Ubuntu 20.04 having trouble with desktop icons? Desktop icons doubled when using Neo?

I was having an issue on Ubuntu 20.04 where anytime I would save a file to the desktop, the desktop would freeze for a few seconds, and all icons would disappear or reappear. This happened when dragging items to the Trash as well.

The journey to get the answer was not very direct, but in the end, here is what I did to fix it:

Step 1: In FireFox, I visited https://extensions.gnome.org/

Step 2: I installed the browser extension into FireFox

Step 3: I ran this command:

sudo apt install chrome-gnome-shell

Step 4: I went back to FireFox and installed the desktop-icons-neo extension from https://extensions.gnome.org/extension/4337/desktop-icons-neo/

Step 5: I ran the following command and disabled Desktop icons.

gnome-shell-extension-prefs

Afterwards, the desktop began to work properly again.

I hope it helps someone!

Dell XPS 17 9700 + Ubuntu 20.04 Audio Issues? Fixed!

Written on June 19, 2021

I recently took the plunge and got a very nice Dell XPS 17 9700 with the intention to dual boot Windows 10 and Ubuntu 20.04. This all worked quite well – except audio.

There are numerous posts about this which can be found by googling this issue. I tried many of them, but finally found one that worked.

The root issue is that the kernel which comes with 20.04 does not include drivers (or they are not configured properly) to handle the audio devices in the XPS 17.

In testing I found that the linux-oem-20.04 package brought the speakers back to life, but not the mic.

sudo apt-install linux-oem-20.04

I found that the linux-image-5.6.0-1056-oem package brought the speakers AND mic back to life.

sudo apt install linux-image-5.6.0-1056-oem  linux-tools-5.6.0-1056-oem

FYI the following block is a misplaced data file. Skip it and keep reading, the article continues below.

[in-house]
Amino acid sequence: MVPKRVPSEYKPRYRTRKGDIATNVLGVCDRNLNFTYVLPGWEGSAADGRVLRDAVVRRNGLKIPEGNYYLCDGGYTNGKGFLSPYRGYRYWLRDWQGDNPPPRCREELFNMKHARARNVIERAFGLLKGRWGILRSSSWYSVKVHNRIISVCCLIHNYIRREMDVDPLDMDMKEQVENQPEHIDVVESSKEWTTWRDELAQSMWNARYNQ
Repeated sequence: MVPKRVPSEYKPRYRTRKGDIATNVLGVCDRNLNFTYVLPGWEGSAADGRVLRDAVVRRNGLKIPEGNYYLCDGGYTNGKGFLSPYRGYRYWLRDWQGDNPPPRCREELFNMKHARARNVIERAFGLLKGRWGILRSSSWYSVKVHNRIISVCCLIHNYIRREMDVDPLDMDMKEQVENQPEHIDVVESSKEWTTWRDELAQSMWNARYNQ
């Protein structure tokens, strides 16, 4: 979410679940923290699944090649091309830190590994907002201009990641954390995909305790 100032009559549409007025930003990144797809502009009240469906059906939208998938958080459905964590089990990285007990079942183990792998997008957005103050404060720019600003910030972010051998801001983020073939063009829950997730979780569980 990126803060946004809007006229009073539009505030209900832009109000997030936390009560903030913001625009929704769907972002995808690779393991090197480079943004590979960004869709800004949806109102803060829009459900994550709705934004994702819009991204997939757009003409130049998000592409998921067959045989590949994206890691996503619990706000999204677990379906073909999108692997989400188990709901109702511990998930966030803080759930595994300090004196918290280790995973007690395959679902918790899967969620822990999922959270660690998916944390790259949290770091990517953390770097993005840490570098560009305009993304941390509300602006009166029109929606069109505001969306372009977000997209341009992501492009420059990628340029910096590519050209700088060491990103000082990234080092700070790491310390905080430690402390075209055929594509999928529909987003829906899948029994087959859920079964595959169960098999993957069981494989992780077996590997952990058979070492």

To uninstall either use apt purge like this:

sudo apt purge 'linux*5.6.0*'

As you are rebooting, you can enter advanced options for ubuntu and select the kernel to test.


As an aside, I also followed these directions:

https://github.com/stukev/XPS-17-9700-Ubuntu-Soundfix

I am not sure if they had any effect or not. I do know that on the 5.10 kernel which comes with linux-oem-20.04, it did not help. On the 5.11 kernel, it also did not help. Not sure if the effect of running it helped on 5.6 or not.

Creo 7: From Design to 3D Print

The Desk Toy design project was delivered from our catalystservice.org order. We used McMaster Caar ordered reamers to get a good fit on the pins.

For a 0.250 pin, to get a sliding, we reamed it to 0.253, but that was still a bit tight. For press fit, we reamed to 0.250. The spring was hand made from a piece of spring wire.

All in all, a successful build!

Desk Toy Ready To Go

PP0001 is our first Creo 7 based 3D assembly which is going to be built as a physical prototype. It’s been a great exercise in learning Creo, and just simple mechanical engineering. We will have the parts 3D printed via Catalyst Services out of ABS and Nylon. Several reamers have been ordered from McMaster Carr to hopefully achieve a press fit and a slip fit for the steel pins.

Here are the final renders.

Creo 7: All from a sketch